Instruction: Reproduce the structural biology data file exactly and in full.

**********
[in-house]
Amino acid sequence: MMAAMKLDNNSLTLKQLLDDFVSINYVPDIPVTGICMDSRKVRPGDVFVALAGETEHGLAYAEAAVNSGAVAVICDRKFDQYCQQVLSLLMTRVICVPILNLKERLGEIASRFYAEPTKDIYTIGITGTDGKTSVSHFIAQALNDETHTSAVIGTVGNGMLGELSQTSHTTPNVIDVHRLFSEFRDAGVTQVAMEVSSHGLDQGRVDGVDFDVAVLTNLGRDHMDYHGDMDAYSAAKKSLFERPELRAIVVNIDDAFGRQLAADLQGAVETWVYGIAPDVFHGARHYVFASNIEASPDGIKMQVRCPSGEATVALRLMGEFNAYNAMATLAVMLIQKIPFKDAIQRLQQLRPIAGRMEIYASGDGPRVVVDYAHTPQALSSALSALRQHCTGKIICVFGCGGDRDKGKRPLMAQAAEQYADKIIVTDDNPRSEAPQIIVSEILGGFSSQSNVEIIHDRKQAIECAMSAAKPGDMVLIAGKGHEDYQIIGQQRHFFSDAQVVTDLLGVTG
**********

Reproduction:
[in-house]
Amino acid sequence: MMAAMKLDNNSLTLKQLLDDFVSINYVPDIPVTGICMDSRKVRPGDVFVALAGETEHGLAYAEAAVNSGAVAVICDRKFDQYCQQVLSLLMTRVICVPILNLKERLGEIASRFYAEPTKDIYTIGITGTDGKTSVSHFIAQALNDETHTSAVIGTVGNGMLGELSQTSHTTPNVIDVHRLFSEFRDAGVTQVAMEVSSHGLDQGRVDGVDFDVAVLTNLGRDHMDYHGDMDAYSAAKKSLFERPELRAIVVNIDDAFGRQLAADLQGAVETWVYGIAPDVFHGARHYVFASNIEASPDGIKMQVRCPSGEATVALRLMGEFNAYNAMATLAVMLIQKIPFKDAIQRLQQLRPIAGRMEIYASGDGPRVVVDYAHTPQALSSALSALRQHCTGKIICVFGCGGDRDKGKRPLMAQAAEQYADKIIVTDDNPRSEAPQIIVSEILGGFSSQSNVEIIHDRKQAIECAMSAAKPGDMVLIAGKGHEDYQIIGQQRHFFSDAQVVTDLLGVTG